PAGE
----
Every now and then, I come across a presentation or a blog post that's a refreshing antidote to the usual marketing and advertising hubris blah-blah where toilet cleaner brands are regularly raised to the status of demi-gods.
This time it's a presentation from Martin Weigel of Wieden & Kennedy entitled How to (not) Fail, and he's blogged about it in a post entitled A tale of humility and indifference.
Well worth reading to take you down to earth, Martin stresses the over reliance of marketeers on metaphor and specifically that metaphor of relationships with brands reflecting human relationships. And when he's taken you down to earth, he inspires you again by showing exactly how important stunning creativity is to overcome indifference.
One of the words in the marketing vocabulary that most gets my goat is one of the older ones: loyalty. The use of this word in describing the relationship between a person and a brand (or even a company) has always made me queasy. Loyalty is defined, usually, as "true, faithful to duty, love or obligation (to a person)" or possibly "faithful in allegiance to sovereign, mother country".
Now, one of the reasons that all that "King and Country" stuff has gone out of the window in the last century is that people have realised that you don't get much back for your investment of your love, duty or even life. And it's the same with brands. They cannot return or reward this "faithfulness" except with a few Airmiles or a 25% discount when you've collected twenty five stickers on that annoying card cluttering up your wallet with zillions of others.
I've heard marketers getting quite huffy when talking about their "unloyal (sic) customers", as if they'd committed some ghastly act of betrayal. But seriously, what are you going to do if your customers decide to try another brand? Shoot them? Track down their new flame and peel its brand onion with a rusty knife?
At the end of it, "your" customers are usually someone else's, too.
I've learned a couple of new words today, thanks to a thought-provoking article in Contagious, by John V Willshire of Smithery.
If you work in marketing, you spend countless hours discussing two things:
1. What is a brand, anyway?
2. What does our brand stand for?
John V Willshire quotes Richard Sennett'sTogether in defining two types of conversation - the Dialectic, which is all about aligning people around a mutually agreed resolution, a consensus if you like, to move forward from there - and the Dialogic, which is about exchanging views without forcing them together, and moving forward choosing the view or idea that seems best in the circumstances.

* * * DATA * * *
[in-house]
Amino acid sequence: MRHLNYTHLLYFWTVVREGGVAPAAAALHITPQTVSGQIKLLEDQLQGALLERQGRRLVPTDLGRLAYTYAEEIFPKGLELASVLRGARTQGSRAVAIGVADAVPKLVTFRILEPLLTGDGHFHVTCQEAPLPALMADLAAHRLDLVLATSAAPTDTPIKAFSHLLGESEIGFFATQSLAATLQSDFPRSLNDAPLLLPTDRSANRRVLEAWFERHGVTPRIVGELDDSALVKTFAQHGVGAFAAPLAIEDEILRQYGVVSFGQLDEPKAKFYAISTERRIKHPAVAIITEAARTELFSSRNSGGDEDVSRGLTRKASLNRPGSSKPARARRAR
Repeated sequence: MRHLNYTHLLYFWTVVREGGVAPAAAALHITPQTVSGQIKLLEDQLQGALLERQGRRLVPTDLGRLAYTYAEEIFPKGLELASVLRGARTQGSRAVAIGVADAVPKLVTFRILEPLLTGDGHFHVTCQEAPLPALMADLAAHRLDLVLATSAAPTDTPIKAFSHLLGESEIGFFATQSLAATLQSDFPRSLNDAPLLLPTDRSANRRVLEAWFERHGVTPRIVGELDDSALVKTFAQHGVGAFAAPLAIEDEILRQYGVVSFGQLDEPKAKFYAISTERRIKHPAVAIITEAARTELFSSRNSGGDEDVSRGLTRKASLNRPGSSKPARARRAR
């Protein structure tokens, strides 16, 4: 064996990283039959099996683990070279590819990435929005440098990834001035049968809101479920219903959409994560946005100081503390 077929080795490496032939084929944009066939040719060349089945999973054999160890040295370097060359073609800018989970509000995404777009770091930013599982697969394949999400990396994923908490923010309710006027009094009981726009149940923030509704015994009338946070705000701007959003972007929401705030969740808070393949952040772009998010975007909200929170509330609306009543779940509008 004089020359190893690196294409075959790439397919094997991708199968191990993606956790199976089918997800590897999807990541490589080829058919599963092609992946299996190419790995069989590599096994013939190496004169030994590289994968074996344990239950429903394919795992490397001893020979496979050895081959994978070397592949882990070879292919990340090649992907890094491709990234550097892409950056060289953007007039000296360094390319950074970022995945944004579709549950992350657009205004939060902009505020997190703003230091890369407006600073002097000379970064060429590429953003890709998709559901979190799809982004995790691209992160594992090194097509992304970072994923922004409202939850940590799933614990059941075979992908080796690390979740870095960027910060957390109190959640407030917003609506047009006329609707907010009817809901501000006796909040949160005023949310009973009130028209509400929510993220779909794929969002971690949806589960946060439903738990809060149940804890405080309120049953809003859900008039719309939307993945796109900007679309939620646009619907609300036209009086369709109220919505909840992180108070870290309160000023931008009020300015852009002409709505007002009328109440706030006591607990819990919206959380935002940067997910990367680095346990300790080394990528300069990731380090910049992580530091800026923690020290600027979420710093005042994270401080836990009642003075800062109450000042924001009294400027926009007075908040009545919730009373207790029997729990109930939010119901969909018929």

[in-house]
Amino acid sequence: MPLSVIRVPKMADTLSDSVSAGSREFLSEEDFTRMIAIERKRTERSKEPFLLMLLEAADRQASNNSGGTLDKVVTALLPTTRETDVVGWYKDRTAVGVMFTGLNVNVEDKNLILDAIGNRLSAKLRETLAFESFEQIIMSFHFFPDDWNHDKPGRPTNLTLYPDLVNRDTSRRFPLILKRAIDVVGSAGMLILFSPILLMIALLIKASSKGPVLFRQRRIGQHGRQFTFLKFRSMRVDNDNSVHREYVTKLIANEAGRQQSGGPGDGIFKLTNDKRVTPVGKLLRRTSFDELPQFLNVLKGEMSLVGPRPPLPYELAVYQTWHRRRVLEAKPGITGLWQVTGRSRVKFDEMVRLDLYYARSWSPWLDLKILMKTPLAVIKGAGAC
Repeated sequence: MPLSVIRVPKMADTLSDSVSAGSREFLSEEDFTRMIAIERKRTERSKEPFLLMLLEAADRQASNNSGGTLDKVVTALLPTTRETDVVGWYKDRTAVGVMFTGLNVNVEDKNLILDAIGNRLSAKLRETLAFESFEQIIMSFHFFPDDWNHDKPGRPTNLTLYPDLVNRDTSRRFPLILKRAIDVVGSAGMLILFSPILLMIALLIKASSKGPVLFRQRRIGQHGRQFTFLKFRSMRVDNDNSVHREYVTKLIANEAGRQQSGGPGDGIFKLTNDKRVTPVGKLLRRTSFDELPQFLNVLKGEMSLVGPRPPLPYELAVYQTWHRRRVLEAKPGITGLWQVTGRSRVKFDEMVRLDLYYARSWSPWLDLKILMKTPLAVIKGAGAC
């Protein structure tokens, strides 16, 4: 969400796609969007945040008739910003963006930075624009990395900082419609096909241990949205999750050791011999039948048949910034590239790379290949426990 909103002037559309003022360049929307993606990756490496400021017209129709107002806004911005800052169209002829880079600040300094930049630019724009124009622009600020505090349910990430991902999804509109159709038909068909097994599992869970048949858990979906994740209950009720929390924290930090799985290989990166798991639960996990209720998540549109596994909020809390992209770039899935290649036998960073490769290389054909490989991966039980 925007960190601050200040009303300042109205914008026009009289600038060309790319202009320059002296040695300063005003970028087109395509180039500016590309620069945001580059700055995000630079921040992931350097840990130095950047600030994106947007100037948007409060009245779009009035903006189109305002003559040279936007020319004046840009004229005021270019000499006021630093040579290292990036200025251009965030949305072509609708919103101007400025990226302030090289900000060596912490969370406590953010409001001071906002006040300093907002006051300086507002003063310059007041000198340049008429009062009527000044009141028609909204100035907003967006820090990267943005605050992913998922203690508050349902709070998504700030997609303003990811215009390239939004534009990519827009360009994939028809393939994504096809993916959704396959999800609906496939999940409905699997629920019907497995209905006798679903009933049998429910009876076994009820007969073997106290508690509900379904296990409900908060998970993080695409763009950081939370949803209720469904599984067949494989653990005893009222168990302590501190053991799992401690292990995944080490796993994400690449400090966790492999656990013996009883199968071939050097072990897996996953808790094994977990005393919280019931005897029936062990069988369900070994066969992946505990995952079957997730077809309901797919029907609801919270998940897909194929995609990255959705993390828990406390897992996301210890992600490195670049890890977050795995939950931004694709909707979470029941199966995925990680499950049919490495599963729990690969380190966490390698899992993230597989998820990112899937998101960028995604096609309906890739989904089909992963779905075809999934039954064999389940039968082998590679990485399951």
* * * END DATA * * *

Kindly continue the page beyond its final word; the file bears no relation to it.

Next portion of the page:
Brand Management has traditionally been about the dialectic - reduction, compression, or distillation of a brand's components and essence into some kind of rigid model - a key, an onion, a pyramid or even a one-word equity.
But, questions the author, is this the best way in the internet age? Is this kind of thinking redundant? Should we not be happy to live with the indefinability of a "gloriously broad brand"?
It's worth pondering. But my feeling is that the world was always complex, internet or no internet, and it will continue to be so. People will always look for lighthouses and beacons for orientation, safety, ease, reassurance - which is the role of brands.
No-one but the most naive junior junior brand manager seriously thinks that a brand onion is real. The map is not the territory. Maybe we can improve on our cartography but we can't change the territory, only the way we represent it.
There are all manner of Brand Rankings these days - Havas have made a big noise about Meaningful Brands, while WPP are pushing Culturally Vibrant Brands. No, say Siegel & Gale, it's all about Simple Brands, while umpteen organisations have lists of Top Green or Sustainable Brands.
In the highest echelons of this list, you don't see huge changes from year to year, although I do think the toppling of Coca-Cola from the top spot is a major event. But what is fascinating is to look more long-term:
1. Apple 1. Coca-Cola
2. Google 2. Microsoft
3. Coca Cola 3. IBM
4. IBM 4. GE
5. Microsoft 5. Intel
6. GE 6. Nokia
7. McDonald's 7. Disney
8. Samsung 8. McDonald's